Violence has continued across Egypt over the past 24 hours, as European Union (EU) foreign policy chief Catherine Ashton confirmed on Tuesday that she had met ousted President Mohamed Morsi during her visit to the country.
The official twitter account of the European External Action Service, led by Ashton, said a "two hour in-depth discussion" had taken place. The deposed head of state has been held incommunicado at an undisclosed location since his removal from power on July 3.
Ashton said during a press briefing that Morsi was well and had access to information outlets, such as a television and newspapers. She repeated earlier calls for a peaceful resolution to the political impasse.
(Read more: Egyptian security forces shoot dead at least 70)
It followed comments by a spokesman for the Egyptian Presidency on Monday that Morsi was not a political prisoner, and would be held accountable in a regular court of law. His supporters and an umbrella coalition known as the Anti-Coup Alliance have called for a "million-man march" later on Tuesday.
Egypt's benchmark stock exchange, the EGX index, opened higher in early trade on Tuesday, building on gains of 11 percent over the past month.
"I think cautious optimism best describes the current market pulse," Ahmed Ozalp, managing director at Cairo-based Akanar Partners, told CNBC.
"But a lot rests on how quickly or not we are able to reach some political compromise and agreement, because in the meantime the instability just adds risk to the cost of investment".
The cost of insuring Egypt's debt against default for five years in the CDS market rose by 23 basis points (bps) to 782 on Monday, according to Markit, but it remains over 100 bps below the record levels reached in early July.
A break in the political deadlock does not appear close, however, and the domestic security situation remains fragile.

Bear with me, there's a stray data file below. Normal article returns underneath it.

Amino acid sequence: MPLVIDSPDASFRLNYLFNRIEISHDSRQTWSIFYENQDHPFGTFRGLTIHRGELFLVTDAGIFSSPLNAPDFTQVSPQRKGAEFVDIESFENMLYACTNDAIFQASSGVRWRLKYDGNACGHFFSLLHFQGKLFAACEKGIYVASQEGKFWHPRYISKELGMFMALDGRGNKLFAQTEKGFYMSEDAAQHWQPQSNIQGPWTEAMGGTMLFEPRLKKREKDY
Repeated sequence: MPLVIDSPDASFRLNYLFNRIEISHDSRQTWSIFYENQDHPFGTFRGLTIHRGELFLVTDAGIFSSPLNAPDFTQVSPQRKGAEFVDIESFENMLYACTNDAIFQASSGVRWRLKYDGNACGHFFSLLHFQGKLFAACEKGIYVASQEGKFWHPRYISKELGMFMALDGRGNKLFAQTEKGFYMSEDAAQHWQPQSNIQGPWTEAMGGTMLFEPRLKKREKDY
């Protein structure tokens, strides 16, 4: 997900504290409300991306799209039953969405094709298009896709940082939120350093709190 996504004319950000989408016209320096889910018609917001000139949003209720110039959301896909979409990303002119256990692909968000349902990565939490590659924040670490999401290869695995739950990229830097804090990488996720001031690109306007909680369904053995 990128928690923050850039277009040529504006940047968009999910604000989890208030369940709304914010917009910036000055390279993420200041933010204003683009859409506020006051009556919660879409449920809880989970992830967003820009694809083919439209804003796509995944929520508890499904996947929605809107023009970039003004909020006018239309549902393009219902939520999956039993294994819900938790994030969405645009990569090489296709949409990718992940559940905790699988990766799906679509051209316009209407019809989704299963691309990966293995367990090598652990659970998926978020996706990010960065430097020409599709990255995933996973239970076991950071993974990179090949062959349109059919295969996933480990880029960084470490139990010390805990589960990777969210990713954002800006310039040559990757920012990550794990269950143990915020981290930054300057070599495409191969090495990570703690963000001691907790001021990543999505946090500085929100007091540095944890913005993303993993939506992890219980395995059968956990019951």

(Read more: Egypt's Brotherhood stands ground after killings)
State-owned media reported on Monday that three soldiers died in attacks on various "security locations" by "terrorists" in the Sinai Peninsula. The region is home to the Suez Canal - one of the world's busiest waterways - but there were no reports of disruption to shipping activity. Elsewhere, at least 12 people were killed in a brawl that broke out among street vendors in Cairo.
Late on Monday, White House Press Secretary Josh Earnest said the U.S. "strongly condemns" the weekend's clashes.
The latest events in the country will not lead to an immediate suspension of U.S. financial assistance for Egypt's military to the tune of $1.3 billion, as whether what happened in July constituted a military coup is still being reviewed. "I don't have any change in our posture to report to you today," Earnest said.
Republican lawmakers are already pressing the administration for clarification, and the matter is expected to be discussed - and possibly voted on in the Senate - as early as this week.
As investors await clarity on how the interim government will revive failing economic growth, volumes have already picked up on the EGX.
(Read more: Violence doesn't shake up Egyptian stock market)
"Since June 30 average volumes on the EGX increased substantially, especially when considering the shortened trading hours of Ramadan," Ozalp said. "Local investors had accumulated significant cash reserves and in some cases dollarized, having been on the sidelines for the past year or so."
The Market Vectors Egypt ETF, one of the most popular ways for U.S. investors to gain exposure to Egypt, closed 1.45 percent lower on Monday, its first chance to price in the weekend violence
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